Game Tests: Homeworld 2, Jedi Academy, Morrowind
This content was originally featured on Amdmb.com and has been converted to PC Perspective’s website. Some color changes and flaws may appear.
Homeworld 2 is a gorgeous OpenGL based game with some awesome particle and lighting effects. At times, there are literally hundreds of objects on the screen with action happening everywhere. There are a lot of details when zoomed in like emblem badges on individual units, burn marks on hulls, and raging deck fires. The test I have chosen to run is from the 3rd mission where the player is tasked to rescue a shipyard and rebuild the fleet. The precise sequence benchmarked is when I have a fleet of 5 interceptor wings (25 units), 3 bomber wings (9 units), and 5 gun ships/corvettes intercepting the Vagyr (about 22 units) at the shipyard.
|Screen Resolution||1024×768 and 1600×1200|
Unlike all the previous games tested, here we see the NVIDIA FX5700 Ultra pulling ahead of the Asus Radeon 9600XT albeit by a small margin. At 1024×768, both cards performed very well without much problems, and neither card was able to play 1600×1200 properly.
There are two issues with the Radeon 9600XT that makes the FX5700 Ultra more appealing in this game. First is the abnormal drop in performance at 1600×1200 with 4xAA and 8xAF. According to ATI, choppy performance on Radeon cards has been fixed for Homeworld 2 with the 3.9 Catalyst drivers, but it appears there are still some outstanding issues. Second is how the Radeon products often cause Homeworld 2 to crash while loading. These crashes occur about 60% of the time when loading the game and is the reason why I’ve reduced the number of tests I perform in this game simply because it takes too long to try to get a running instance of the game.
Star Wars: Jedi Knight: Jedi Academy
Jedi Academy is Raven’s next installment of their successful Star Wars license and like previous “Jedi” games from Raven, this game uses the Quake 3 engine and is OpenGL based. This particular test takes place on Tatooine near the beginning of the game. There is a large canyon with a few enemies shooting from the ridges and a few on the ground with pikes.
|Screen Resolution||1024×768 and 1600×1200|
|Texture Quality||32 bit|
At 1024×768, we see the FX5700 Ultra beat the Asus Radeon 9600XT handedly by margins of 10 FPS and higher. The FX5700 Ultra maintains playable rates throughout testing and I never noticed any slow-downs that got in the way of light saber reckoning. The Radeon 9600XT on the other hand was a poor performer and only able to play the game at 0xAA.
The Asus Radeon 9600XT continues it’s slide here and fails to give any playable settings at all. The FX5700 Ultra continues beating the Radeon 9600XT by 10FPS or more and managed playable settings at 0xAA. It’s clear now that the FX5700 Ultra is the clear choice not only in this game in particular, but may also be the wiser choice for OpenGL games in general as we’ve seen the FX5700 Ultra beat the Radeon in Homeworld 2.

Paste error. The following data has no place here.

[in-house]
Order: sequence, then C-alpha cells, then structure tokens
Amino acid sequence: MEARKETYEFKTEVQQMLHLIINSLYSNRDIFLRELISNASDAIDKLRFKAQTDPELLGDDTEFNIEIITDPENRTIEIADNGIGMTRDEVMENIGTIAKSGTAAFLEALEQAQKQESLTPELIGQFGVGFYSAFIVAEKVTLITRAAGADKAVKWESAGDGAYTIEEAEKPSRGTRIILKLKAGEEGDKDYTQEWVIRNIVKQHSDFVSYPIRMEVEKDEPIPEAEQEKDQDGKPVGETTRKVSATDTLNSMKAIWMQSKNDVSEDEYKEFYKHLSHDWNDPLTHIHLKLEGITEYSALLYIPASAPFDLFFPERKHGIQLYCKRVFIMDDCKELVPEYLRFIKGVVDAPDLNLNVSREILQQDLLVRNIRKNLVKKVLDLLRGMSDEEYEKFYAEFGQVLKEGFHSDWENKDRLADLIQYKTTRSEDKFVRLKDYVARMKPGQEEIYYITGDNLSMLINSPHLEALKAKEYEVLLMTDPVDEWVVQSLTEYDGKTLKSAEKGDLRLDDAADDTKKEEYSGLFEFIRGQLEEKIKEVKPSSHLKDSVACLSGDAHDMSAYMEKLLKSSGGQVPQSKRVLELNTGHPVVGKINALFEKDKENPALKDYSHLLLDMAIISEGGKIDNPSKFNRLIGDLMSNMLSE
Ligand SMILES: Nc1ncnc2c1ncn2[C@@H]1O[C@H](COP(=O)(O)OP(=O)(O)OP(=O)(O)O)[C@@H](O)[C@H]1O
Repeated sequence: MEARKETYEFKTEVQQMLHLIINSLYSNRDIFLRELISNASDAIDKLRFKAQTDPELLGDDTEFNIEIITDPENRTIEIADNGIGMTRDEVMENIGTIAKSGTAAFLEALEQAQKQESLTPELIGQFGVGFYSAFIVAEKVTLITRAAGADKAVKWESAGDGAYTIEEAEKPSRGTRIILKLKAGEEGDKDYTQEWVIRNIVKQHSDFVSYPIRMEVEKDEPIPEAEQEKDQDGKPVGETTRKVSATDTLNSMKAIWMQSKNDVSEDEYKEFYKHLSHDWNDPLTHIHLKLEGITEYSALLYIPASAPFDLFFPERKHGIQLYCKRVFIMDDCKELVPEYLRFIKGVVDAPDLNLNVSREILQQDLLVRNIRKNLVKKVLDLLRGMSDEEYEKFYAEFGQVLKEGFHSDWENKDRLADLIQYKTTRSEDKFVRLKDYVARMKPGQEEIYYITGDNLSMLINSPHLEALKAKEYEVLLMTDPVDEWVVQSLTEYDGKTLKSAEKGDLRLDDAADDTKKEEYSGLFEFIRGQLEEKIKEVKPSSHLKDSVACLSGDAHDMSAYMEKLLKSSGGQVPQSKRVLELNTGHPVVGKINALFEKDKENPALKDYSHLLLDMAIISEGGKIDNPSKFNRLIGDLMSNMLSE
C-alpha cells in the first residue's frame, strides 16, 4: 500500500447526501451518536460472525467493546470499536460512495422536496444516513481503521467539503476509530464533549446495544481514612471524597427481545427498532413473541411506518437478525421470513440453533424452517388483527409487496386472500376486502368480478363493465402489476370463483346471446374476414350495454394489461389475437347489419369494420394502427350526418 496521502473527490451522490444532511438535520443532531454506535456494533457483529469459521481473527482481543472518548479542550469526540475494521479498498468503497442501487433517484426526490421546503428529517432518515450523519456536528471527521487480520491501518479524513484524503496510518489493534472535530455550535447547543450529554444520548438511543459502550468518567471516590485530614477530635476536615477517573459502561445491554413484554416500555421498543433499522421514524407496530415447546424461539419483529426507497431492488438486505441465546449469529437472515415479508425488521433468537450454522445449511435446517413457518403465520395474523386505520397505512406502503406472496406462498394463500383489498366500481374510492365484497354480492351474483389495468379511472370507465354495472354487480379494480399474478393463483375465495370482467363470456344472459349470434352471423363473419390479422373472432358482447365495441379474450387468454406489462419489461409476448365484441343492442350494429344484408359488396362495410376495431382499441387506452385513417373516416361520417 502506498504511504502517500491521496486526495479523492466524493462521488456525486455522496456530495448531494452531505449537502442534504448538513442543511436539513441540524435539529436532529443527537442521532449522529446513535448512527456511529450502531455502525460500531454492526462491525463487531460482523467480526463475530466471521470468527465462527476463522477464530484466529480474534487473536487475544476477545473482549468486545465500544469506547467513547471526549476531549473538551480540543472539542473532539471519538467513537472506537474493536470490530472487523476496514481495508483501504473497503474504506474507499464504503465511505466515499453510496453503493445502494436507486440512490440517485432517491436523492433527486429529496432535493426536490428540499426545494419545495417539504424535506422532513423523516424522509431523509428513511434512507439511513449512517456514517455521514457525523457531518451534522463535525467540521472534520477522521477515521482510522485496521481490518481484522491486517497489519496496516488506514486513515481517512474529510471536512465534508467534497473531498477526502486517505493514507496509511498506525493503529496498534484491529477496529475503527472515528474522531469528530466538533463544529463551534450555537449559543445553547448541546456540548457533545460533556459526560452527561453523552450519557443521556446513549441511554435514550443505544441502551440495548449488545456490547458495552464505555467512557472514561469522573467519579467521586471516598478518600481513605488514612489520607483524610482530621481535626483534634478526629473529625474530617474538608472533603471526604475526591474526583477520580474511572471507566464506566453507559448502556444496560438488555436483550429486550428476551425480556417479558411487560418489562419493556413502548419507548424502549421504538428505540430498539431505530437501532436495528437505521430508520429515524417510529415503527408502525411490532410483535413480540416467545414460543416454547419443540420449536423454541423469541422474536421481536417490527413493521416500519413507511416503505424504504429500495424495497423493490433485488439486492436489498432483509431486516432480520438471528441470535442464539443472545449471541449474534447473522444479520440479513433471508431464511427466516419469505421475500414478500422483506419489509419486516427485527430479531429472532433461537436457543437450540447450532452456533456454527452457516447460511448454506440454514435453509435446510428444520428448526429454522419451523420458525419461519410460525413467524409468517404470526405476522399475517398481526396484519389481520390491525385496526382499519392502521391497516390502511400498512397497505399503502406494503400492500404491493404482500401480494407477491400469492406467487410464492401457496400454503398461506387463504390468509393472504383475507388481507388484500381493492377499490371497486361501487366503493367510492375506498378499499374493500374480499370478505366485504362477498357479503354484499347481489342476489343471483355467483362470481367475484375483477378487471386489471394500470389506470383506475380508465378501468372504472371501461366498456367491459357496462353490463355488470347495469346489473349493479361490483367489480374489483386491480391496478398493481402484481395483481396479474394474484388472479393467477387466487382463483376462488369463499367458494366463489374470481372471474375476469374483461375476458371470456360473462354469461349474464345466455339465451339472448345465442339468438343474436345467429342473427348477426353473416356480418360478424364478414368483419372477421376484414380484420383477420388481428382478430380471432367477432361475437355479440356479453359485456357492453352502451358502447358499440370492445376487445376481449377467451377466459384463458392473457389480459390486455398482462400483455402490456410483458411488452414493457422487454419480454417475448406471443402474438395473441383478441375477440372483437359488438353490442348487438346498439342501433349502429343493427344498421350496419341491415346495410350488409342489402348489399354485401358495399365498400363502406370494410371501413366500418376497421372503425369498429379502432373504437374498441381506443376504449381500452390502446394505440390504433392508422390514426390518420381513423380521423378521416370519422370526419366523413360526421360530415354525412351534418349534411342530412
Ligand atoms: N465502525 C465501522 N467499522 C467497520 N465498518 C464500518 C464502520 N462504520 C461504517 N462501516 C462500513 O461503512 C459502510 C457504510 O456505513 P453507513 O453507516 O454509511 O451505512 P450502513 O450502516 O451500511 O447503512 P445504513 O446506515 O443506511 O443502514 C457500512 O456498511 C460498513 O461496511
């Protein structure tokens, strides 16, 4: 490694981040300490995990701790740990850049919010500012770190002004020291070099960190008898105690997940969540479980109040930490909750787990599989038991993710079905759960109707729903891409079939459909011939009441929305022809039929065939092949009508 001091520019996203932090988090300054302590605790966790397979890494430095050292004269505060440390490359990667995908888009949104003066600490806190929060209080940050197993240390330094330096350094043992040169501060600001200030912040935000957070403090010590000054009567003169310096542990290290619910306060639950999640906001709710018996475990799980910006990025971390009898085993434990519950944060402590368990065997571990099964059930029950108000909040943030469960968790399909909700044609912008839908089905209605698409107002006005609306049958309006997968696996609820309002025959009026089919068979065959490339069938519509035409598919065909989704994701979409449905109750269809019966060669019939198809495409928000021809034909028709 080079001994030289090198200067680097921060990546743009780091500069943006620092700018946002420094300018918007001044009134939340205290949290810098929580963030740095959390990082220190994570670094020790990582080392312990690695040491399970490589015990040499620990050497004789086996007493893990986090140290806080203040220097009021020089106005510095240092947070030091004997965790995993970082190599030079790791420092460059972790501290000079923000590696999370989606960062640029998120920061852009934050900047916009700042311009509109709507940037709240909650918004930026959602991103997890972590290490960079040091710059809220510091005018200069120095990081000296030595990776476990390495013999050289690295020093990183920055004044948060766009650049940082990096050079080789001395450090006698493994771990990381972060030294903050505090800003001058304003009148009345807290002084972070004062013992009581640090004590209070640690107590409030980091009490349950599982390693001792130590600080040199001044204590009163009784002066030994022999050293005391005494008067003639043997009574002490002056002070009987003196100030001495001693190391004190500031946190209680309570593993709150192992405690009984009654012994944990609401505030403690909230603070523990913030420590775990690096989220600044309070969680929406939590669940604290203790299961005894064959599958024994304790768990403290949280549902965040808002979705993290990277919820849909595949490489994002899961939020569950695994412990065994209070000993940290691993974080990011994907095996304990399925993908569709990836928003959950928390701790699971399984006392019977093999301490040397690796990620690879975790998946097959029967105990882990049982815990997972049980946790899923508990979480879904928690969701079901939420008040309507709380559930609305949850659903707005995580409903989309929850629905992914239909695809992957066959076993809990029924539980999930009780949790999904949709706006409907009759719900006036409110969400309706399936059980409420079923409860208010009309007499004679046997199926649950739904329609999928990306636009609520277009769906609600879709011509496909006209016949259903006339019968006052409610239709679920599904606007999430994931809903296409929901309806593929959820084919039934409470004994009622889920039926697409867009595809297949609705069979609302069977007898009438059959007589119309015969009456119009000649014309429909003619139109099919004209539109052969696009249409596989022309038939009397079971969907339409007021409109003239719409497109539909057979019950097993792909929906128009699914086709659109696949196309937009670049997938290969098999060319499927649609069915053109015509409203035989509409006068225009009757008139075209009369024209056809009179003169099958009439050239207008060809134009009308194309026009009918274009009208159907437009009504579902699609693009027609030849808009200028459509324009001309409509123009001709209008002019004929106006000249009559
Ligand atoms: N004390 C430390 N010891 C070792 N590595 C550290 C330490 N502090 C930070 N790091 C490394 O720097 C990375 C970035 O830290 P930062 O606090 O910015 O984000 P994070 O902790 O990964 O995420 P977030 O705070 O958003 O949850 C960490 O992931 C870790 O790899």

The Elder Scrolls III: Morrowind
The 3rd installment
to the Elder Scrolls franchise is proving to be very successful. Once again,
I am using Balmora as the “benchmark” town because of its large
number of NPCs and buildings (great for back-face culling testing), and a
large pixel-shaded river running through it.
The Asus Radeon 9600XT performs very well in Morrowind and there are only two frames difference in frame rates from 0x0 to 4×8 which is really amazing. Just to confirm that these numbers are correct, I redid these tests three times and each time with the same result. The FX5700 Ultra also performs fairly well with frame rates exceeding 40 FPS, but suddenly drops to a paltry 9FPS. As much as I’d like to say that this is a bug with this game, this kind of behaviour we’ve also seen previously in Age of Mythology and in Freelancer. Strangely enough, the FX5950 Ultra we used in the Asus Radeon 9800XT review did not exhibit the same behaviour.
Here we see almost a mirror image of the results from 1024×768. Some of you may find it odd that neither card dropped in performance significantly between resolutions, but this is typical of Morrowind (some people even suggest that frame rates go up at higher resolutions!). Like at 1024×768, I performed this test twice to make sure the numbers are accurate and I recorded similar results each time. The Asus Radeon 9600XT performs very well and played very smoothly without any noticeable slow-downs. The FX5700 Ultra also performed well but had some brief stutters when turning more than 45 degrees to the left or right. At 4xAA, the FX5700 Ultra drops in performance drastically like we’ve seen previously at 1024×768 and in other games.